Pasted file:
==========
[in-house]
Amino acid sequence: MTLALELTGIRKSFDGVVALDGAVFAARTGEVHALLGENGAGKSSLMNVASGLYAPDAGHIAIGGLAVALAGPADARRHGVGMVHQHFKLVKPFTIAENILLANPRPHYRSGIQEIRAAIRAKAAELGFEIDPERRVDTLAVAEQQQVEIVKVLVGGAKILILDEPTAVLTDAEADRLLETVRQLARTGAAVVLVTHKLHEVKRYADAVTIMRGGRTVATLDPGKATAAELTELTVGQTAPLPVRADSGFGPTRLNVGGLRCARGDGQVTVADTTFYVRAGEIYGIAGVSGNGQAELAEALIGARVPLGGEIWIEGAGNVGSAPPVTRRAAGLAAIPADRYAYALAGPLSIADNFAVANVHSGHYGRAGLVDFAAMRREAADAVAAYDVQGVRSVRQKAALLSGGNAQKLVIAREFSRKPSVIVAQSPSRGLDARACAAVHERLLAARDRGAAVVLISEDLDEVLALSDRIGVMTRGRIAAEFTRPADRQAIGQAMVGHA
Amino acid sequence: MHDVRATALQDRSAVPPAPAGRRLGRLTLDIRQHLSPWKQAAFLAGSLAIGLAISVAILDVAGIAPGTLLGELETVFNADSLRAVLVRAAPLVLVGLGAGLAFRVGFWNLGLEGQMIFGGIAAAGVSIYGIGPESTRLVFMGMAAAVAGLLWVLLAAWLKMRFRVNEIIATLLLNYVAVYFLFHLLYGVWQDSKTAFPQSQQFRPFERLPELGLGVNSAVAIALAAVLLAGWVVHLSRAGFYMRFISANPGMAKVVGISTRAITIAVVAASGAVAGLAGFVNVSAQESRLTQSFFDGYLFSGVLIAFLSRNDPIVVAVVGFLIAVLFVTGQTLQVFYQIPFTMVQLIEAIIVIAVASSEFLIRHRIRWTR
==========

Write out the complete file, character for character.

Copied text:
[in-house]
Amino acid sequence: MTLALELTGIRKSFDGVVALDGAVFAARTGEVHALLGENGAGKSSLMNVASGLYAPDAGHIAIGGLAVALAGPADARRHGVGMVHQHFKLVKPFTIAENILLANPRPHYRSGIQEIRAAIRAKAAELGFEIDPERRVDTLAVAEQQQVEIVKVLVGGAKILILDEPTAVLTDAEADRLLETVRQLARTGAAVVLVTHKLHEVKRYADAVTIMRGGRTVATLDPGKATAAELTELTVGQTAPLPVRADSGFGPTRLNVGGLRCARGDGQVTVADTTFYVRAGEIYGIAGVSGNGQAELAEALIGARVPLGGEIWIEGAGNVGSAPPVTRRAAGLAAIPADRYAYALAGPLSIADNFAVANVHSGHYGRAGLVDFAAMRREAADAVAAYDVQGVRSVRQKAALLSGGNAQKLVIAREFSRKPSVIVAQSPSRGLDARACAAVHERLLAARDRGAAVVLISEDLDEVLALSDRIGVMTRGRIAAEFTRPADRQAIGQAMVGHA
Amino acid sequence: MHDVRATALQDRSAVPPAPAGRRLGRLTLDIRQHLSPWKQAAFLAGSLAIGLAISVAILDVAGIAPGTLLGELETVFNADSLRAVLVRAAPLVLVGLGAGLAFRVGFWNLGLEGQMIFGGIAAAGVSIYGIGPESTRLVFMGMAAAVAGLLWVLLAAWLKMRFRVNEIIATLLLNYVAVYFLFHLLYGVWQDSKTAFPQSQQFRPFERLPELGLGVNSAVAIALAAVLLAGWVVHLSRAGFYMRFISANPGMAKVVGISTRAITIAVVAASGAVAGLAGFVNVSAQESRLTQSFFDGYLFSGVLIAFLSRNDPIVVAVVGFLIAVLFVTGQTLQVFYQIPFTMVQLIEAIIVIAVASSEFLIRHRIRWTR